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The Market's Measure
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Volatility’s Taking a Holiday

Some investors are preparing for the next spike.

The U.S. stock market seems to have recovered from last year’s not-so-jolly Christmas meltdown (see: “What, Me Worry?”). Well, not FULLY recovered. There’s still some climbing to do to attain 2018’s high point again, but the market’s regularly finding sturdy footholds. And during the ascent, market volatility’s been waning. Notice the last spike in the Cboe Volatility Index (VIX) in the chart below. After peaking on December 24 at 36, VIX has been on a pretty-much-uninterrupted slide. At last look, the so-called “fear index” was under 14.             

You’d think, then, that investors would be grabbing stocks with relish, risk be damned. After all, risk appetite has risen in the past whenever VIX slumped. And, to be sure, investors’ taste for risk was piqued in January, but now it’s mired despite a continuing slide in VIX. This paradigm is highlighted by the blue oval in the chart below.

Are investors a little gun-shy now?  Have punters learned something about volatility over the past year?

You’d think so if you looked at the three largest low-volatility ETFs targeting the large-cap market. Over the past month, these ETFs outperformed the SPDR S&P 500 ETF (NYSE Arca: SPY), a proxy for the cap-weighted blue-chip index. SPY gained 6.2 percent over the past 30 days.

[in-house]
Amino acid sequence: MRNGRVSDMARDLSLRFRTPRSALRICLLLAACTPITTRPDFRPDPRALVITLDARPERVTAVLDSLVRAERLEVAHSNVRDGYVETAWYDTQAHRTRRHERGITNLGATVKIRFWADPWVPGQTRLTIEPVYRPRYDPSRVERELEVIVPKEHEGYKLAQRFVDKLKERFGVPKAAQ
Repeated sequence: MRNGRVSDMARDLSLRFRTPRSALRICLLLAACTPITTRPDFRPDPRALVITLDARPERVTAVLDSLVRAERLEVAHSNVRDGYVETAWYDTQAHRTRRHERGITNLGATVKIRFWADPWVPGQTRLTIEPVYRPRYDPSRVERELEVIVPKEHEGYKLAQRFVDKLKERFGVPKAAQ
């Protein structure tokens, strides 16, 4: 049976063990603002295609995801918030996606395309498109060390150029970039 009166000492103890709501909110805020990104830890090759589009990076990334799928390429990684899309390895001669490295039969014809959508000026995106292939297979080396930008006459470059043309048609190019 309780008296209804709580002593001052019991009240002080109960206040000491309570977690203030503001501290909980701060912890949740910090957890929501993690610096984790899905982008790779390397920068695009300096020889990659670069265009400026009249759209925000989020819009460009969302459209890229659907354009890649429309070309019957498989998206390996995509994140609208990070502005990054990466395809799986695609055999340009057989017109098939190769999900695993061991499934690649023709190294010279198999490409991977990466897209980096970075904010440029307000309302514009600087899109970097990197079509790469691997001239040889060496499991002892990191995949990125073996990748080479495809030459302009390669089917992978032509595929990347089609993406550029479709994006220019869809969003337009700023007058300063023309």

The Invesco S&P 500 Low Volatility ETF (NYSE Arca: SPLV) tracks 100 of the least volatile stocks in the S&P 500, a strategy that aims simply to tamp down beta. Over the past month, that paid off in a 6.8 percent advance.

Taking a more complex approach, the iShares Edge MSCI Minimum Volatility USA ETF (NYSE Arca: USMV) relies on correlation and other constraints to optimize a "minimum variance" portfolio. The 30-day result? An increase of 6.5 percent.

Drawing its components from the Russell 1000, the SPDR SSgA US Large Cap Low Volatility ETF (NYSE Arca: LGLV) screens its portfolio for factors such as momentum and beta, among others. Holders were rewarded with a 7.2 percent boost over the past month.

Returns don’t tell the whole story, though. Net flows—creations and redemptions—inform us of demand for ETF shares. Over the past month, all three of the low-vol ETFs have enjoyed net inflows. And the SPY fund? A net outflow.

So, have investors learned something about protecting their portfolios against the ravages of volatility?  This seems to indicate that at least some investors have been taking notes. 

Brad Zigler is WealthManagement's alternative investments editor. Previously, he was the head of marketing, research and education for the Pacific Exchange's (now NYSE Arca) options market and the iShares complex of exchange traded funds.

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